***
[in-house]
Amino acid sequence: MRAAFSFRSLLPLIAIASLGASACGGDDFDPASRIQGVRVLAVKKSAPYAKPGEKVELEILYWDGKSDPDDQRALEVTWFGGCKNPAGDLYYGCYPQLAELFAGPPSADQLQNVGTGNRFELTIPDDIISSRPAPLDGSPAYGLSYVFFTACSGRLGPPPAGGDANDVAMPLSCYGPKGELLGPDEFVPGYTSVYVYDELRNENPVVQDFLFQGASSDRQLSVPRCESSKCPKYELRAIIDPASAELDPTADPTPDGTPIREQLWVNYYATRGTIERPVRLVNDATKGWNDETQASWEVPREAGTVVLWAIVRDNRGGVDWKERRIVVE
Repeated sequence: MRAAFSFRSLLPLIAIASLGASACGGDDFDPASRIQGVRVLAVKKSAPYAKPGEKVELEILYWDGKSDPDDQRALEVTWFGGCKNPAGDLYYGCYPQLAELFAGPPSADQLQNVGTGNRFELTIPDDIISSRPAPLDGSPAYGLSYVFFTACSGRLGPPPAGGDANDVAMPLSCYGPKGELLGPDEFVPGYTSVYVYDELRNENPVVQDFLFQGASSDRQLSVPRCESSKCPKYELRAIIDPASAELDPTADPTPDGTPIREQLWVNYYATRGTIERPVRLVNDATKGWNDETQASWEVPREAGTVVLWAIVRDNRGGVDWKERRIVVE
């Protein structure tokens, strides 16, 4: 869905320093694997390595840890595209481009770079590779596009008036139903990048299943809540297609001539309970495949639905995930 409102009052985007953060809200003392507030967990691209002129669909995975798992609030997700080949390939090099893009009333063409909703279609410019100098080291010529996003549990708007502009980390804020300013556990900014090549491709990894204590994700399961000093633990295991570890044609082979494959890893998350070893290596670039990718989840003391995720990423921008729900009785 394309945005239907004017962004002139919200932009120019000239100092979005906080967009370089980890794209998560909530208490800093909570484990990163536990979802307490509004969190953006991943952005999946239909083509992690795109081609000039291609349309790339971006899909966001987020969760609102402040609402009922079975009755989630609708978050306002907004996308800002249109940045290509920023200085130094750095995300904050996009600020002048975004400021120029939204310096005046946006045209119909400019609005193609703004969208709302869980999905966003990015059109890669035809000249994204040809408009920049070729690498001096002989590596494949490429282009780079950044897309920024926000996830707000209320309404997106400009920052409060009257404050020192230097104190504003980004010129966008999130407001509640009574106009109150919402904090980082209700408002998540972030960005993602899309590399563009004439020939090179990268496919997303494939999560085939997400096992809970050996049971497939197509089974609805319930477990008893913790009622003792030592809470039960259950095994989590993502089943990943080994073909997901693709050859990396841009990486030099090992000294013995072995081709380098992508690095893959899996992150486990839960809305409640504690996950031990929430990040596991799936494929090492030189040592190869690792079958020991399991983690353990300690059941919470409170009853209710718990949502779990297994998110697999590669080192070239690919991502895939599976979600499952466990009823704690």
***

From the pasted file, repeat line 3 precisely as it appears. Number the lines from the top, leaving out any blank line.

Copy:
Repeated sequence: MRAAFSFRSLLPLIAIASLGASACGGDDFDPASRIQGVRVLAVKKSAPYAKPGEKVELEILYWDGKSDPDDQRALEVTWFGGCKNPAGDLYYGCYPQLAELFAGPPSADQLQNVGTGNRFELTIPDDIISSRPAPLDGSPAYGLSYVFFTACSGRLGPPPAGGDANDVAMPLSCYGPKGELLGPDEFVPGYTSVYVYDELRNENPVVQDFLFQGASSDRQLSVPRCESSKCPKYELRAIIDPASAELDPTADPTPDGTPIREQLWVNYYATRGTIERPVRLVNDATKGWNDETQASWEVPREAGTVVLWAIVRDNRGGVDWKERRIVVE